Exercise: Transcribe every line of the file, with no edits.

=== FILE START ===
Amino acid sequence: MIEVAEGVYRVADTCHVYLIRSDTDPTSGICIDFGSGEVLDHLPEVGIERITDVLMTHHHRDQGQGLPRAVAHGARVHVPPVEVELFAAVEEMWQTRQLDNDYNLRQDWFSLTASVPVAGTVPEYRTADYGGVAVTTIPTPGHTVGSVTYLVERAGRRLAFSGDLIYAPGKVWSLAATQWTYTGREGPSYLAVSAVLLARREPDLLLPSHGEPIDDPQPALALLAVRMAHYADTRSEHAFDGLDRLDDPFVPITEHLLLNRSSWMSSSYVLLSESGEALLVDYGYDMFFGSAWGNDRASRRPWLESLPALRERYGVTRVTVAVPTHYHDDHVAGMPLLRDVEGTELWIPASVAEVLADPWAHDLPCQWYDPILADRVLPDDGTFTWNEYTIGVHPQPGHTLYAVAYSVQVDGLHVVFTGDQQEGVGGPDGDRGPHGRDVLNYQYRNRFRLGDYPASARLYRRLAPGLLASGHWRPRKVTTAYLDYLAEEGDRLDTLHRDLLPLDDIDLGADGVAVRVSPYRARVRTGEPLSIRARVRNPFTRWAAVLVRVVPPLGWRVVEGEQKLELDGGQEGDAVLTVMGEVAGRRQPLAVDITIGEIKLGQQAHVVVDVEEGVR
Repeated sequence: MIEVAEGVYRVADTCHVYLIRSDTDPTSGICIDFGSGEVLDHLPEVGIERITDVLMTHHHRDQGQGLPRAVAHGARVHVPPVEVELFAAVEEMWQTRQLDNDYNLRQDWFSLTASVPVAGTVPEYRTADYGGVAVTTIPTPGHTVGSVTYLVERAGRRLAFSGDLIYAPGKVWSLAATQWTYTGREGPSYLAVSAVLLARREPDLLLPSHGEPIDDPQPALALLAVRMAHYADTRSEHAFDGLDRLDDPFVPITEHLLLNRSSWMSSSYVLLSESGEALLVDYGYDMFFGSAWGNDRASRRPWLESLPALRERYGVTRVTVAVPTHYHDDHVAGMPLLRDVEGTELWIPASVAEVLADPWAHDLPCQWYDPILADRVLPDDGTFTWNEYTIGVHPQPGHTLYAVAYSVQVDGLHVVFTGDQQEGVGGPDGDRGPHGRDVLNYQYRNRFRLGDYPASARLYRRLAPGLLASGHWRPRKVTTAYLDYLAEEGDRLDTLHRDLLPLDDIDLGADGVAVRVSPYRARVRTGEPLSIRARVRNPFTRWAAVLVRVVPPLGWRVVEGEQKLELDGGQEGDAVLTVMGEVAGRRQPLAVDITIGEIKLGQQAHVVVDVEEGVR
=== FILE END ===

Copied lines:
Amino acid sequence: MIEVAEGVYRVADTCHVYLIRSDTDPTSGICIDFGSGEVLDHLPEVGIERITDVLMTHHHRDQGQGLPRAVAHGARVHVPPVEVELFAAVEEMWQTRQLDNDYNLRQDWFSLTASVPVAGTVPEYRTADYGGVAVTTIPTPGHTVGSVTYLVERAGRRLAFSGDLIYAPGKVWSLAATQWTYTGREGPSYLAVSAVLLARREPDLLLPSHGEPIDDPQPALALLAVRMAHYADTRSEHAFDGLDRLDDPFVPITEHLLLNRSSWMSSSYVLLSESGEALLVDYGYDMFFGSAWGNDRASRRPWLESLPALRERYGVTRVTVAVPTHYHDDHVAGMPLLRDVEGTELWIPASVAEVLADPWAHDLPCQWYDPILADRVLPDDGTFTWNEYTIGVHPQPGHTLYAVAYSVQVDGLHVVFTGDQQEGVGGPDGDRGPHGRDVLNYQYRNRFRLGDYPASARLYRRLAPGLLASGHWRPRKVTTAYLDYLAEEGDRLDTLHRDLLPLDDIDLGADGVAVRVSPYRARVRTGEPLSIRARVRNPFTRWAAVLVRVVPPLGWRVVEGEQKLELDGGQEGDAVLTVMGEVAGRRQPLAVDITIGEIKLGQQAHVVVDVEEGVR
Repeated sequence: MIEVAEGVYRVADTCHVYLIRSDTDPTSGICIDFGSGEVLDHLPEVGIERITDVLMTHHHRDQGQGLPRAVAHGARVHVPPVEVELFAAVEEMWQTRQLDNDYNLRQDWFSLTASVPVAGTVPEYRTADYGGVAVTTIPTPGHTVGSVTYLVERAGRRLAFSGDLIYAPGKVWSLAATQWTYTGREGPSYLAVSAVLLARREPDLLLPSHGEPIDDPQPALALLAVRMAHYADTRSEHAFDGLDRLDDPFVPITEHLLLNRSSWMSSSYVLLSESGEALLVDYGYDMFFGSAWGNDRASRRPWLESLPALRERYGVTRVTVAVPTHYHDDHVAGMPLLRDVEGTELWIPASVAEVLADPWAHDLPCQWYDPILADRVLPDDGTFTWNEYTIGVHPQPGHTLYAVAYSVQVDGLHVVFTGDQQEGVGGPDGDRGPHGRDVLNYQYRNRFRLGDYPASARLYRRLAPGLLASGHWRPRKVTTAYLDYLAEEGDRLDTLHRDLLPLDDIDLGADGVAVRVSPYRARVRTGEPLSIRARVRNPFTRWAAVLVRVVPPLGWRVVEGEQKLELDGGQEGDAVLTVMGEVAGRRQPLAVDITIGEIKLGQQAHVVVDVEEGVR